3 - I may not be the brightest bulb on the Christmas tree, but it seems to me that the simultaneous order to pay attorney fees and to be incarcerated until such fees are paid constitutes both an absence of due process and an imprisonment for a debt... both of which are unconstitutional. There was no previous order for attorney fees for me to be in contempt of, and no opportunity to pay the attorney fees until after being incarcerated. I realize that this makes things very fast and convenient for the attorney to collect his fees, because who wants to be in jail? But geez, since when did we suspend Constitutional right for the sake of expediency? Am I making too big of a deal about this, or was this a gross violation of constitutional rights? Does it make the order invalid on its face?

4 - Many weeks prior to trial, I had requested discovery from the ex for documents relevant to her complaint, in addition to financial information in response to her request for attorney fees. In Georgia, the law REQUIRES a judge to "consider the financial situations of both parties" when attorney fees are requested in domestic matters. The filed and served request was ignored. A week prior to trial, I filed and served a Motion to Compel. It was never answered. The order mentions nothing of these outstanding matters or motion. Was an award of attorney fees at the time of trial beyond the discretion of the judge at that time?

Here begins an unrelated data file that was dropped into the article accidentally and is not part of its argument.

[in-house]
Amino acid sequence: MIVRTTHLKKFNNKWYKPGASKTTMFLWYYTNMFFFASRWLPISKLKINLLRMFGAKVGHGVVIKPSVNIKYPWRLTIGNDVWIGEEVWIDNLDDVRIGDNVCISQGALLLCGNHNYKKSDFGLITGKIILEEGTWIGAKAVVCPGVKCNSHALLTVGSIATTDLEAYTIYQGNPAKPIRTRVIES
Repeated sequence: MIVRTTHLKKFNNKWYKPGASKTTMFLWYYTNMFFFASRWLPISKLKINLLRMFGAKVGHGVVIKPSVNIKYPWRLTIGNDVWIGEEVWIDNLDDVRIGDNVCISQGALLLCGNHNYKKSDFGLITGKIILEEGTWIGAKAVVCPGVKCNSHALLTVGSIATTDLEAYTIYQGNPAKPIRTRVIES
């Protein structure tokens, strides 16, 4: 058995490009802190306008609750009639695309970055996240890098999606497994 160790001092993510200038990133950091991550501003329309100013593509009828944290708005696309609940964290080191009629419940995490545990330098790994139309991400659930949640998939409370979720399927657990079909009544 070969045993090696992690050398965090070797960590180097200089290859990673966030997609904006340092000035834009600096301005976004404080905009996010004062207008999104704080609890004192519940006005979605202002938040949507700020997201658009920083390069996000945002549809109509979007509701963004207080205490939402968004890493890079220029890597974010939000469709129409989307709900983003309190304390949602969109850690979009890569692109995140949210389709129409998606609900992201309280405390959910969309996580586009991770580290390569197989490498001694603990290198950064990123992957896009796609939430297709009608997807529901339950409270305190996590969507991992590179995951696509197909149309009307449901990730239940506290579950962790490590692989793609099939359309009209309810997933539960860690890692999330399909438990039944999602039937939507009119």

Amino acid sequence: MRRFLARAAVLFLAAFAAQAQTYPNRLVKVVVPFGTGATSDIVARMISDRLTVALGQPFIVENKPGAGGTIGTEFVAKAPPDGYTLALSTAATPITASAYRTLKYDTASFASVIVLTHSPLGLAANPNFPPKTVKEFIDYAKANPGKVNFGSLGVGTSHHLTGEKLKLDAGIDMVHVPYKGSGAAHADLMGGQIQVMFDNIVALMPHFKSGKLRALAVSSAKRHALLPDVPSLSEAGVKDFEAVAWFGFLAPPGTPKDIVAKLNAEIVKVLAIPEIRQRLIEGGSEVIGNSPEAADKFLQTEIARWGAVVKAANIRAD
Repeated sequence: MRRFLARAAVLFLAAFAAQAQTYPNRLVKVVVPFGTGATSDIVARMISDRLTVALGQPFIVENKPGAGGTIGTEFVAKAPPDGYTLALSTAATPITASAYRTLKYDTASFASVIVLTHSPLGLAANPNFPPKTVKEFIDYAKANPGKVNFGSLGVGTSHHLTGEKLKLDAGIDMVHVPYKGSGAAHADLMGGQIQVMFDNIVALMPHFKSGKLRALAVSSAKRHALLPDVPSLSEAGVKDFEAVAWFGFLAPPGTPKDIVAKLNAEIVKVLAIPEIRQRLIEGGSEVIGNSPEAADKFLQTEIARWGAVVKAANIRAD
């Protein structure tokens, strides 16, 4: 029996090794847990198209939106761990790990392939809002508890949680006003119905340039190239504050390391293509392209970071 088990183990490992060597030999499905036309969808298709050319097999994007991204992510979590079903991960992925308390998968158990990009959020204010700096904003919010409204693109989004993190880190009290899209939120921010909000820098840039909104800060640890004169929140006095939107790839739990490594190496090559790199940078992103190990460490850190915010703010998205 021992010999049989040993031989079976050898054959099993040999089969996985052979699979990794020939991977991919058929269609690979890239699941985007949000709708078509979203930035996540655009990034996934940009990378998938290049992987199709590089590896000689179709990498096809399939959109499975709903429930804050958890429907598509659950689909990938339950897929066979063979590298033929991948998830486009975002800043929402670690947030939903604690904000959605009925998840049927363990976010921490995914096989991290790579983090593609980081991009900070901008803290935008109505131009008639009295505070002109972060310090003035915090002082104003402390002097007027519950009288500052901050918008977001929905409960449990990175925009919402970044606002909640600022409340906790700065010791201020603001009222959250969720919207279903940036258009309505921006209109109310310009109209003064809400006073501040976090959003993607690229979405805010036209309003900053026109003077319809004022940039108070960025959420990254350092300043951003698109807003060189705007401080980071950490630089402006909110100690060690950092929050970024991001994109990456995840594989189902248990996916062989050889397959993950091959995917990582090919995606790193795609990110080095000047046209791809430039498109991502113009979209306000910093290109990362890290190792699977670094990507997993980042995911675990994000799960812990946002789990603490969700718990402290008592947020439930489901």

5 - As mentioned earlier, her attorney drew up the order in advance, leaving blanks beside dollar signs until the judge filled them in. It seems as if little, if anything, is correct or lawful about the order, and the defects within it, such as the imprisonment for a debt, are un-amendable. Do any of the things I have described justify the vacating of the order?

Many thanks


MixedBag

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RE: Vacate motion?
« Reply #1 on: Oct 17, 2007, 03:36:18 PM »
motion for reconsideration maybe???

or

appeal?

don't know family law procedures in GA.....and you probably should ask an attorney how to proceed.

Soc -- isn't here anymore.

olanna

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Motion for reconsideration is a great place to start
« Reply #2 on: Oct 17, 2007, 10:41:07 PM »
and ask for a new judge.

Also, have a wage garnishment order set in place. Have your CS taken straight from your check...then no more lies on your ex's part.

And hire an atty.

annemichellesdad

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RE: Motion for reconsideration is a great place to start
« Reply #3 on: Oct 18, 2007, 10:38:04 AM »
The reason that I thought a motion to vacate was appropriate is because such motions address orders which are invalid on their face. In this case, the order finds me in contempt for non-payment of attorney fees for which their had never been an order of which to be in contempt for non-payment in the first place.

In other words, the order is non-amendable. The defect is on its face, and not merely a matter for reconsideration.

olanna

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RE: Motion for reconsideration is a great place to start
« Reply #4 on: Oct 18, 2007, 12:06:28 PM »
Do you know how to file that? I don't know, but I have doubts that a judge is going to go against another judges order. I believe I would hire an atty.

And another thing to remember...motions to vacate are usually given because the formatting is incorrect or the person failed the right forms and it has very LITTLE to do with the actual content in the order.


gemini3

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RE: Vacate motion?
« Reply #5 on: Oct 24, 2007, 04:17:20 AM »
Whether or not they justify vacating the order is up to the judge.  I don't know GA procedure, but in VA all parties must agree to vacating the order (including her atty).

If it were me, I would file the motion to vacate, but I would also hire an attorney.  The way I see it, I'd rather pay for my own attorney than hers.

Good luck